Changing the Food System
Trail #2 - How the Food System Must be Changed
Industrial cities and industrial food form a symbiotic pair -- each needs the other to survive. But even separately both are environmentally unsustainable.
“Most industrialised countries are now in ecological deficit. So far, all attempts to solve this problem are not encouraging.” ~ (Global Footprint Network).
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(Global Footprint Network, 2017)
- Agriculture uses about 40% of the entire Earth's land surface - everywhere that it can already.
With global food shortages looming and world population expected to peak at about 9 billion by 2050, and with an estimated 70% of the world living in urban areas (up from 46% in 2015), urbanisation is among the major global challenges of the next decades.
We can expect most transport systems to become sustainable over the next few decades. But for cities their irresolvable nemesis will remain feeding their populace. No matter how inevitable its future can made to appear industrial food brings unsustainable impacts and health costs.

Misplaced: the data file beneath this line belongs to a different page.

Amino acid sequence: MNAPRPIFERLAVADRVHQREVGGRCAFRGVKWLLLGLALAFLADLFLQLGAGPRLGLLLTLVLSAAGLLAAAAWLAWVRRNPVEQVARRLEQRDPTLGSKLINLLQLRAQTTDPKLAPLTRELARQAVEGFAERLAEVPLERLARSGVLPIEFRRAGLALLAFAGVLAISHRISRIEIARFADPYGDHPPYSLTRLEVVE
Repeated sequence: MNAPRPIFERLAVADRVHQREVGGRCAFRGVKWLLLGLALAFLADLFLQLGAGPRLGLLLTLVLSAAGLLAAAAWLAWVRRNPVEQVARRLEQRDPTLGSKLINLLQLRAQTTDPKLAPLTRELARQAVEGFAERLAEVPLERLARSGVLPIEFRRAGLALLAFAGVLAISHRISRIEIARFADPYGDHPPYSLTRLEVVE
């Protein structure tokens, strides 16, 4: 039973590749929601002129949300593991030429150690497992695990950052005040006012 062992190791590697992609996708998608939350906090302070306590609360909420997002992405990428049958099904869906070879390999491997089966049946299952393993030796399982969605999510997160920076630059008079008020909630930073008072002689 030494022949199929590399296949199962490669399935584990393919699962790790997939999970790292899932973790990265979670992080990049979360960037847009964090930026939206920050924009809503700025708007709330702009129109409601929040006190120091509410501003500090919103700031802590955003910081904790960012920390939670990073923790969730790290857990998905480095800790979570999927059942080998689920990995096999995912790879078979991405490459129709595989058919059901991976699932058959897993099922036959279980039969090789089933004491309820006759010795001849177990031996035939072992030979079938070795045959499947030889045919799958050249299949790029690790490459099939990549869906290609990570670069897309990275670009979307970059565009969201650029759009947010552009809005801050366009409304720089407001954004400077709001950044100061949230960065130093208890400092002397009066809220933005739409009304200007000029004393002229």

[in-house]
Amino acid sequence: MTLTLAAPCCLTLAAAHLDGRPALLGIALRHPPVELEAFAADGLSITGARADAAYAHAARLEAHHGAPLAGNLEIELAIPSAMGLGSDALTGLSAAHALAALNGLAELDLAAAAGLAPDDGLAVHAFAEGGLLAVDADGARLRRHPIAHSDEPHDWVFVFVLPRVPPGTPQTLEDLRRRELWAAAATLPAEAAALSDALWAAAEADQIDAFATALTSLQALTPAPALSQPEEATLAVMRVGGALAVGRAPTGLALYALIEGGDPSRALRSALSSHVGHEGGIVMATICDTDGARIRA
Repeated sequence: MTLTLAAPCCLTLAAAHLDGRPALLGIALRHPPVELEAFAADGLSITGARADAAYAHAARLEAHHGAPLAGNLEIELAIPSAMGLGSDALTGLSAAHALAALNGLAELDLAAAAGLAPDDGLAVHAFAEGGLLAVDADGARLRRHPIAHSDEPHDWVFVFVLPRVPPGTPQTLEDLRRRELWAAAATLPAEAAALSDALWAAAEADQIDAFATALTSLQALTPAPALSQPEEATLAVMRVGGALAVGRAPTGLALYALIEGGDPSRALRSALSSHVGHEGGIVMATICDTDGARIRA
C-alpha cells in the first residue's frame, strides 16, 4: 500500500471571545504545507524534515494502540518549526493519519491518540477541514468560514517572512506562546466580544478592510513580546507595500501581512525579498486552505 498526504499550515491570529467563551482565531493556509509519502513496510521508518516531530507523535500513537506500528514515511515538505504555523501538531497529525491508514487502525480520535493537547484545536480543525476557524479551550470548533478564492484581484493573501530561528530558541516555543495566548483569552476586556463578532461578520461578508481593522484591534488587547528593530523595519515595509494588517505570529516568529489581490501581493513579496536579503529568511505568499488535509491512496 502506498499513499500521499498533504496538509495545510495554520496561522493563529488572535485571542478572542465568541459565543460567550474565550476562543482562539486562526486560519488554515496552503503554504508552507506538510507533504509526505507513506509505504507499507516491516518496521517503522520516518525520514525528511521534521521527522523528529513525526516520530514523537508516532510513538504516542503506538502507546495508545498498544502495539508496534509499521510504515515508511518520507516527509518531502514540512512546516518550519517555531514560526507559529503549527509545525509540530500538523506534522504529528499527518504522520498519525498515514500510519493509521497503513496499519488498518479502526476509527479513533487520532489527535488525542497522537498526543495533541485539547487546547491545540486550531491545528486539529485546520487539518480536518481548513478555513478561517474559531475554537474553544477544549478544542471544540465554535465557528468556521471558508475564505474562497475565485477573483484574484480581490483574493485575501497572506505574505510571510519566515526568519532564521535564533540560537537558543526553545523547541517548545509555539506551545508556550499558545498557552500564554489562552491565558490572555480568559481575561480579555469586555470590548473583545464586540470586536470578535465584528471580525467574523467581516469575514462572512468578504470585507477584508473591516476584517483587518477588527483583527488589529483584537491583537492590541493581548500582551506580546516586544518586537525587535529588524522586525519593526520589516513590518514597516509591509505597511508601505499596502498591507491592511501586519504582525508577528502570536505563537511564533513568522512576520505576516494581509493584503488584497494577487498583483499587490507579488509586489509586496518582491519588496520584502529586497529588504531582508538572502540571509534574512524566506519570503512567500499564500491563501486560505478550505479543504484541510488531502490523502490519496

Those seeking healthy, 100% sustainable food security will need to develop their options independently.
The Home Garden Revolution
The internet is awash with ideas and suggestions about local/ home food production. There are hundreds of courses, books and blogs, and countless videos where you can learn all you need to know, and more, from people enthusiastically promoting ideas around growing or eating better food.
A Subversive Plot: grow a revolution, 2011 – 19 mins.)
Increasingly city planners and officials are considering ways to ‘fix’ their city-scape by adding vegetation in an architectural manner. Window-dressing maybe, but an encouraging trend, a shift in thinking. With an ambition for greater livability cities might eventually provide space for agrarian commons.
The Nature of Cities, 2010 – (5 mins-)
Community Supported Agriculture
CSAs are a bridge between the rural and urban environments. Such enterprises are thriving in some countries like the US (6000-6500), however in New Zealand and Australia there are very few.
“Community supported agriculture (CSA) stands as an important social invention to address many of the problems of industrial agriculture” ~ Ryan Galt, Ph.D.